The news broke on a recent Friday night: Nike Fires Majority of FuelBand Team, Will Stop Making Wearable Hardware. It was a shock to just about anyone who had bought, worked on, wrote about, or invested in the white-hot category called "wearables."
Hailed as the next big platform in computing, wearable "smart" devices like fitness tracking bracelets, clip-on heart monitors, Google Glass, smartwatches, and even smart wigs (yes, smart wigs) suddenly looked a lot less interesting.
If Nike (NKE), which had sold an estimated $33 million worth of FuelBand bracelets in 2013, employing 200 people and even running an accelerator program around the device, was no longer interested, did this spell disaster for the category? What does Nike know that the rest of us didn't?
Since the news, the top wearable makers have openly touted the future of their business. This week at the TechCrunch Disrupt conference in New York, Hosain Rahman, CEO of Jawbone, said his company will expand the amount of data it tracks and services around it. Jawbone's UP band accounts for 19% of the fitness tracking device market. Meanwhile Fitbit, which dominates the category with 68% market share, made a short statement to CNET that it's been doing this for seven years, guys. Fitbit, with products like the Flex, One, and Zip, remains confident, "despite some of the recent sensationalized headlines."
Even Nike has clarified the initial report, saying it is not giving up on all of fitness tracking, only the hardware part. Nike will stop producing FuelBands itself, but it will continue to build software and fitness tracking apps for phones, smartwatches, and whatever other form factor smart devices take.
Nonetheless, it's clear the fitness tracking and wearables need to evolve beyond their initial offerings. Many of the fitness trackers in their current form are large, unattractive, uncomfortable bracelets. But an even bigger issue is what these devices do. As my colleague JP Mangalindan wrote earlier this week, his quest to become a quant junkie failed when the available options required him to use disparate systems that didn't talk to each other:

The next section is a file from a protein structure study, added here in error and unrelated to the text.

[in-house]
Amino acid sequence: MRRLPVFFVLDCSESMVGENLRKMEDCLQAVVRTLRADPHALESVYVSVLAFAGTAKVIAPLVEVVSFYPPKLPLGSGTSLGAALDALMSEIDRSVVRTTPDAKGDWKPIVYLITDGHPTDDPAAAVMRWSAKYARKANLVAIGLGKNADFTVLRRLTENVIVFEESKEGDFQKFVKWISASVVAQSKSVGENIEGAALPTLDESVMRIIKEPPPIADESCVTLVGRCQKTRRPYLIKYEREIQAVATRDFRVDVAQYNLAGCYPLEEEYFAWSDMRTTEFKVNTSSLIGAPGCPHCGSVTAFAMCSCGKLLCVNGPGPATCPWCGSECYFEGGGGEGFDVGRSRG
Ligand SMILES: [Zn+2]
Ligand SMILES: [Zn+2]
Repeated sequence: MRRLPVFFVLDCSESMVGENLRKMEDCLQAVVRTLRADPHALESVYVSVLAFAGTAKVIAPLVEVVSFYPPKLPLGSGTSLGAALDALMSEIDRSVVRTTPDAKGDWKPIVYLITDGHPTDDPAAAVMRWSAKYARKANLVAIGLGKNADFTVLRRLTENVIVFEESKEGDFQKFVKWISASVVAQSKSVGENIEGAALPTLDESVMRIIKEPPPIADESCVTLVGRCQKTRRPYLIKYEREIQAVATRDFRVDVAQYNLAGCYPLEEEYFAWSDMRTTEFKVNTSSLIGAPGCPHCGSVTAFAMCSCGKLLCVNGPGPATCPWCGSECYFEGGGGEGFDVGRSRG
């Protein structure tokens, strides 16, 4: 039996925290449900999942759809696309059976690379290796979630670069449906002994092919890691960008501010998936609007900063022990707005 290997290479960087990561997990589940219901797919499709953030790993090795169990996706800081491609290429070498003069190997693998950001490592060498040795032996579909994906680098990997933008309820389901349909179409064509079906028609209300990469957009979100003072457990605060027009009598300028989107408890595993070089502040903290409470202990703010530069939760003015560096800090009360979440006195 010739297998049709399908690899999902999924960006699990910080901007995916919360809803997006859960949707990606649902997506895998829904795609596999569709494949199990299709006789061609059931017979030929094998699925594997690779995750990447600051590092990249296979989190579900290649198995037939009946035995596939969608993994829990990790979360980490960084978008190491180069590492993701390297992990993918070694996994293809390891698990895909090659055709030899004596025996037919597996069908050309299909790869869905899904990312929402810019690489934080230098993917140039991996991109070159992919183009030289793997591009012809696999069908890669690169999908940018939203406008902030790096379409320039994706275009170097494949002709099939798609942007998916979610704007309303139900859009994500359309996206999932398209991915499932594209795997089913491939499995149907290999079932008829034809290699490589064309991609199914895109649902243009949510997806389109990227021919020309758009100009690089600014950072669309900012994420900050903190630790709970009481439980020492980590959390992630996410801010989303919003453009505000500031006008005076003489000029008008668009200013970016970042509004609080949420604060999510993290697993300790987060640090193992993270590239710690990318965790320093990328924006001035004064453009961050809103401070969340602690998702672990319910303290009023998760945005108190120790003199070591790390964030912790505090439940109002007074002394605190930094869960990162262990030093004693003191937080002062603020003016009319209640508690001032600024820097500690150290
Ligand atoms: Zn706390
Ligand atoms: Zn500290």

One day, I just stopped using everything. I had invested hundreds of dollars into hardware and software and cobbled them together so I could to get a holistic picture of my day. But the process felt too complicated for its own good -- a wristband for sleeping, another for the daytime. An app for eating, and then another running. Why couldn't there be one piece of hardware and software to rule them all?
Beyond that, merely knowing how many steps you've taken each day isn't all that compelling to a large, mainstream audience. It's why one-third of consumers have abandoned their devices, according to a report by Endeavor Partners. Industry insiders say the number of inactive fitness tracking devices is likely much higher than that.
For wearables and fitness trackers to become a permanent part of our lives, the devices must become "need to have," not "nice to have." The only way to do that is to offer better functionality. I spoke with Sonny Vu, CEO of Misfit, about the future of the category. His company was called Misfit Wearables until recently, when it dropped the word "wearables" from its name.